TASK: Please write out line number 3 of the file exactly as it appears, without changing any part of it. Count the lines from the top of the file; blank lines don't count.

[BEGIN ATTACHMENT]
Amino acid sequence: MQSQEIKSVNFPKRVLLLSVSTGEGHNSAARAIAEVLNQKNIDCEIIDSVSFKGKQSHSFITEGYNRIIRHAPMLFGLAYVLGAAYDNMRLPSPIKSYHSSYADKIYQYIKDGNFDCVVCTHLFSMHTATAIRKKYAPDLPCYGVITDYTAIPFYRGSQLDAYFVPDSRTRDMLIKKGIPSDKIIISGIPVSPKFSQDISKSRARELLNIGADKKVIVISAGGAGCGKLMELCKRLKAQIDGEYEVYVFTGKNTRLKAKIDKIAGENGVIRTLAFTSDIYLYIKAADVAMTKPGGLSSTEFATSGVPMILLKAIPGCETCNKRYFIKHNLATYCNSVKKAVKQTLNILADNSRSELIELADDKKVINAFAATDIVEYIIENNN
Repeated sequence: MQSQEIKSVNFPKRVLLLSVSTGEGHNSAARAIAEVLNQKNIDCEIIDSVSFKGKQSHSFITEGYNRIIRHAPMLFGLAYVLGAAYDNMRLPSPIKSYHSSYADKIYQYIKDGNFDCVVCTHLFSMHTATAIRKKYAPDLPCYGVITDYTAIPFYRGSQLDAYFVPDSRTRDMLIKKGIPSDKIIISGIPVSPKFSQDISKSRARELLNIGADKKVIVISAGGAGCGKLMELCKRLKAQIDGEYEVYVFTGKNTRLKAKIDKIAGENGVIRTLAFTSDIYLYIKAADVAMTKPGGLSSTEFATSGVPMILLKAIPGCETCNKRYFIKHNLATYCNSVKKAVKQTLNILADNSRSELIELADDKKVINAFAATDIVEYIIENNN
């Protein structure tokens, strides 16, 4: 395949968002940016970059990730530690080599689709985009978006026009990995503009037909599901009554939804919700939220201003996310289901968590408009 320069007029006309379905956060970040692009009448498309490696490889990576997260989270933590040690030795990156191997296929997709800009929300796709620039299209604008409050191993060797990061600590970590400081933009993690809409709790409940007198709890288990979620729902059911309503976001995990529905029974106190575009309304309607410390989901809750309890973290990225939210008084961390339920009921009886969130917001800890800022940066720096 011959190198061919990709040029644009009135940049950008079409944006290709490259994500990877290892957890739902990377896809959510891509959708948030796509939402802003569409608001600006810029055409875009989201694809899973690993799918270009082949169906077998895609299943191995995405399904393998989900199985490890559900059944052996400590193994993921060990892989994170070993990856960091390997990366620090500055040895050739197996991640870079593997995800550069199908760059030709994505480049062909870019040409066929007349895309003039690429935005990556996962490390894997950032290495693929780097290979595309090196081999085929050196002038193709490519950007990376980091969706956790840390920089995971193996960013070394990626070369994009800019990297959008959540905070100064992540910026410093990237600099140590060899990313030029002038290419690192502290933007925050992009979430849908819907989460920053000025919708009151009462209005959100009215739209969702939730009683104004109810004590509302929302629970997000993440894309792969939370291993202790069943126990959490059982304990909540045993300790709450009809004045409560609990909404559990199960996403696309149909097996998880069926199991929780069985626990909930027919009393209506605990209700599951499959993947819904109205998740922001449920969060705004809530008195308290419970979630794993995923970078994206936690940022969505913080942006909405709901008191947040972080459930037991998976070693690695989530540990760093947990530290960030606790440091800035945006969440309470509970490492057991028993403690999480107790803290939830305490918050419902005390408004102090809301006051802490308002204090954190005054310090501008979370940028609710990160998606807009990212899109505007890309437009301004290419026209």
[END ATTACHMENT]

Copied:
């Protein structure tokens, strides 16, 4: 395949968002940016970059990730530690080599689709985009978006026009990995503009037909599901009554939804919700939220201003996310289901968590408009 320069007029006309379905956060970040692009009448498309490696490889990576997260989270933590040690030795990156191997296929997709800009929300796709620039299209604008409050191993060797990061600590970590400081933009993690809409709790409940007198709890288990979620729902059911309503976001995990529905029974106190575009309304309607410390989901809750309890973290990225939210008084961390339920009921009886969130917001800890800022940066720096 011959190198061919990709040029644009009135940049950008079409944006290709490259994500990877290892957890739902990377896809959510891509959708948030796509939402802003569409608001600006810029055409875009989201694809899973690993799918270009082949169906077998895609299943191995995405399904393998989900199985490890559900059944052996400590193994993921060990892989994170070993990856960091390997990366620090500055040895050739197996991640870079593997995800550069199908760059030709994505480049062909870019040409066929007349895309003039690429935005990556996962490390894997950032290495693929780097290979595309090196081999085929050196002038193709490519950007990376980091969706956790840390920089995971193996960013070394990626070369994009800019990297959008959540905070100064992540910026410093990237600099140590060899990313030029002038290419690192502290933007925050992009979430849908819907989460920053000025919708009151009462209005959100009215739209969702939730009683104004109810004590509302929302629970997000993440894309792969939370291993202790069943126990959490059982304990909540045993300790709450009809004045409560609990909404559990199960996403696309149909097996998880069926199991929780069985626990909930027919009393209506605990209700599951499959993947819904109205998740922001449920969060705004809530008195308290419970979630794993995923970078994206936690940022969505913080942006909405709901008191947040972080459930037991998976070693690695989530540990760093947990530290960030606790440091800035945006969440309470509970490492057991028993403690999480107790803290939830305490918050419902005390408004102090809301006051802490308002204090954190005054310090501008979370940028609710990160998606807009990212899109505007890309437009301004290419026209």